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A Shelbyville woman is headed back for her third walk in the Kentucky Oaks Survivor’s Parade Friday, but the experience will be bittersweet.
Ellen Jacobs, herself a breast cancer survivor, today will walk with close friend Georgianna Dotson of Jefferson County, who is also recovering not only from breast cancer but also from the loss of her husband.
But as Jacobs revels in the successful battle that she and Dotson won, she will also be thinking of two dear friends she walked in previous Survivor’s Parades – friends that have succumbed to the terrible ravages of cancer.
“It’s going to be an emotional walk this year because of Peggy not being there and because of Jana, who was with me last year [not being there], so it’s definitely going to be emotional,” she said.
Jacobs lost both of her friends at practically the same time.
Peggy Tschauner of Shelbyville, a personal trainer and former co-owner of Shelby Fit for Life, who was the co-chair of the Relay for Life in 2013, died Feb. 25 at age 54 of ovarian cancer. Jana Kixmiller Rankin, of Jeffersonville, Ind., also died in February, of breast cancer. Both had been diagnosed with cancer in 2010, the year before Jacobs.
Tschauner and Jacobs had been invited to walk in the 2012 Oaks Parade.
“I took my sister, Karen and Peggy took her daughter [Danica],” she said.
But the event was rained out so Jacobs and Tschauner, along with the other 136 cancer survivors, were invited back in 2013.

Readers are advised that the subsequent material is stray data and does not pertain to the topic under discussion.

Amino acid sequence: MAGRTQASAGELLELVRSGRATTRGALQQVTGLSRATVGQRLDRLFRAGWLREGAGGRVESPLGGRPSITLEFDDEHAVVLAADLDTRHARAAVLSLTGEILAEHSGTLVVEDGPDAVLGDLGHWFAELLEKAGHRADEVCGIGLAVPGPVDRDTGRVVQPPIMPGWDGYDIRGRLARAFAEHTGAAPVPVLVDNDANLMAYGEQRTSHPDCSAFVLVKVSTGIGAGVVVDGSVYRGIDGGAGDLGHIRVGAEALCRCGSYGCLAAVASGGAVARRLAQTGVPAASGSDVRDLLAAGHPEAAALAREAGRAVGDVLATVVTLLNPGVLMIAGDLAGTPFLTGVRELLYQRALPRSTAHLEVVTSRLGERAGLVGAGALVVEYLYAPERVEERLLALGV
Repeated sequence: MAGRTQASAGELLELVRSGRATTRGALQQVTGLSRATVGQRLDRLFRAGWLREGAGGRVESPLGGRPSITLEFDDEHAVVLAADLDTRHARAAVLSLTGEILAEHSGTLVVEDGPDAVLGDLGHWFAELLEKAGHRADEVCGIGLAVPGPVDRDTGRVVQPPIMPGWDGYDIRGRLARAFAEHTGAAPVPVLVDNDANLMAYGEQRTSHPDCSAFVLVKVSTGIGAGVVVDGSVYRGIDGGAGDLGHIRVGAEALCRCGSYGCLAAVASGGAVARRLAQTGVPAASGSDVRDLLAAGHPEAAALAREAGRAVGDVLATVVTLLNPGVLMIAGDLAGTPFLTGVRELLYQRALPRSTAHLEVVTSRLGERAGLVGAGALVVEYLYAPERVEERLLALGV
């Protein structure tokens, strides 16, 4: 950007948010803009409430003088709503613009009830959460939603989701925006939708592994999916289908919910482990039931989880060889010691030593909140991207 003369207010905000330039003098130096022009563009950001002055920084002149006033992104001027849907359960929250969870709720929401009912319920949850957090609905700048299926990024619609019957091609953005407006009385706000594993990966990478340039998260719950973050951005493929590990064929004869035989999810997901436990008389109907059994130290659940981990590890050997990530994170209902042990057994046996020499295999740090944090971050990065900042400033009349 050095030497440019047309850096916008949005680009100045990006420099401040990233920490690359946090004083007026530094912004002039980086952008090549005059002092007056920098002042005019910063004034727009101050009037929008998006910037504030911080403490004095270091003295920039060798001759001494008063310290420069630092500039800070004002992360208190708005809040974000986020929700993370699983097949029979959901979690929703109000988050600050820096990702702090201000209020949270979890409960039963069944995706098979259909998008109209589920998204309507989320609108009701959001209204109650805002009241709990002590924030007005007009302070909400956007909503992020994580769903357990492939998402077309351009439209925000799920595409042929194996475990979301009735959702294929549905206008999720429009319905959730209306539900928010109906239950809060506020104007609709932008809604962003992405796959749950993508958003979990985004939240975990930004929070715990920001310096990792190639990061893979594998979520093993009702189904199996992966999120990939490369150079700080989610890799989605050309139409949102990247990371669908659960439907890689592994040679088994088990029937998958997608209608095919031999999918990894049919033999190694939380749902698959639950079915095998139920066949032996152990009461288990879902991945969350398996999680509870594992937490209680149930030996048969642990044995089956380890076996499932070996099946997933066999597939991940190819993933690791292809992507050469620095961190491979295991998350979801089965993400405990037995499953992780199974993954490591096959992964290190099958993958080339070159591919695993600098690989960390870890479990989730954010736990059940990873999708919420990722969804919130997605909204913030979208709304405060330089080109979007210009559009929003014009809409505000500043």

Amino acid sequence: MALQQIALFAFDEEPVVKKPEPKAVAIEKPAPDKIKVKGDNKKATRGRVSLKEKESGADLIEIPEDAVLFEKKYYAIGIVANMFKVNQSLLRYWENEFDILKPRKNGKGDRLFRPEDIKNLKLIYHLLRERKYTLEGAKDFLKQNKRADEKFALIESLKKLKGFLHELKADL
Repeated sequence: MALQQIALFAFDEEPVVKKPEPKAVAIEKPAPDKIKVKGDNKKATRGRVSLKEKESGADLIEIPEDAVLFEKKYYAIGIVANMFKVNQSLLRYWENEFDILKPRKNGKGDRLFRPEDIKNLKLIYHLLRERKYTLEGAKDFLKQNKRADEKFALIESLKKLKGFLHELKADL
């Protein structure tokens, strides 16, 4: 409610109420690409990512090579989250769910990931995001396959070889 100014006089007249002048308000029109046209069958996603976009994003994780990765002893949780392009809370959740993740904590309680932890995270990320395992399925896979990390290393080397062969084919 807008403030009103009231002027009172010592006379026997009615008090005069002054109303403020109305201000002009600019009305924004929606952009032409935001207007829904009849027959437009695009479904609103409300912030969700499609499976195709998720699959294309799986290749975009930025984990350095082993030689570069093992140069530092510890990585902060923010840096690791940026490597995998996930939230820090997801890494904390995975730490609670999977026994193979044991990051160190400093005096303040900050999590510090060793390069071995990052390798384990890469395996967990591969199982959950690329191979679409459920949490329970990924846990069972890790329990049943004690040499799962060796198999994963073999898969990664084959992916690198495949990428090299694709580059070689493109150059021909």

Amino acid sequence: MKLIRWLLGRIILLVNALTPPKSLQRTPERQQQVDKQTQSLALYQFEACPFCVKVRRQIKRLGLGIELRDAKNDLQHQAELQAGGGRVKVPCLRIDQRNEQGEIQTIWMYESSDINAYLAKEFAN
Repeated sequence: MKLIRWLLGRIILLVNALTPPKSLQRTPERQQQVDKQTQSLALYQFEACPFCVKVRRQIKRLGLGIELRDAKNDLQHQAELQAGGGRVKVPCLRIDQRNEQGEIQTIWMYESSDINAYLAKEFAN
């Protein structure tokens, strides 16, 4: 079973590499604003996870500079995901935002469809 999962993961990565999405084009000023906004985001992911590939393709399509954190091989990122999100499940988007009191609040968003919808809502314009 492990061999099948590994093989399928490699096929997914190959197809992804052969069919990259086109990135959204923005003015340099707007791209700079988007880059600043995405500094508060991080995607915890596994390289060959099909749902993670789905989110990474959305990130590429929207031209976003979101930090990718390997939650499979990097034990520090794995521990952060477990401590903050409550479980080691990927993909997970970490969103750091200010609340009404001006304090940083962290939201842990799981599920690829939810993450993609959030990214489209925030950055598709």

This year, Jacobs said, she did not participate in the online voting process because she wanted to give someone else who has not had the opportunity to walk in the parade a chance. So she was pleasantly surprised to be able to walk as Dotson’s guest, she said.
Walking in support
“George had asked a mutual friend of ours, who is also a survivor who had not walked yet, but she couldn’t go, so she wanted me to come with her, and I said sure,” she said.
But even though Jacobs has bought a new pair of pink rain boots to wear to the event, anticipating – what else – rain, she has had very little chance to put together an outfit because she has been enduring a crisis with a terminally ill family member.
“My cousin has been in hospice for about six weeks and I’ve been back and forth to New York, staying for a week or two each time, and just want to be with her when she passes,” she said in a quiet voice with an undercurrent of sadness permeating her tone.
Since her cousin, who is suffering from appendix cancer, went home, Jacobs and other family members have been spending time with her and taking care of her until the end comes, she said.
But she said she is especially glad that she will be able to be there for Dotson this year.
Dotson said that the chance to be an inspiration to other cancer survivors is an awesome experience that she is looking forward to.
“Oh, my gosh, I can’t even tell you how huge it is to me to be able to do this,” she said. “That’s because after my mastectomy, I was feeling so ill with the chemo and everything, and I couldn’t even imagine what it would feel like to feel good again. And now, when we are out there Friday, I hope that if there is anybody watching us that is feeling like I did then, that they will say, ‘Wow, I am going to be like one of them someday.”
The fight back to health was especially tough on Dotson, because she had to claw her way back without the love of her life at her side – her husband, Jeff, had died in 2009, the year before she was diagnosed with breast cancer.
Dotson said that’s one more reason she wants to walk in the Oaks parade, because she said she knows that her precious husband will be proud of her for fighting the hard fight, and he will be smiling down on her on Friday.
“I just know it,” she said, fighting back tears, her voice still full of love for him.
But with good friends like Jacobs by her side, she can’t lose, she said.
“It’s going to be just great, I’m am so excited.”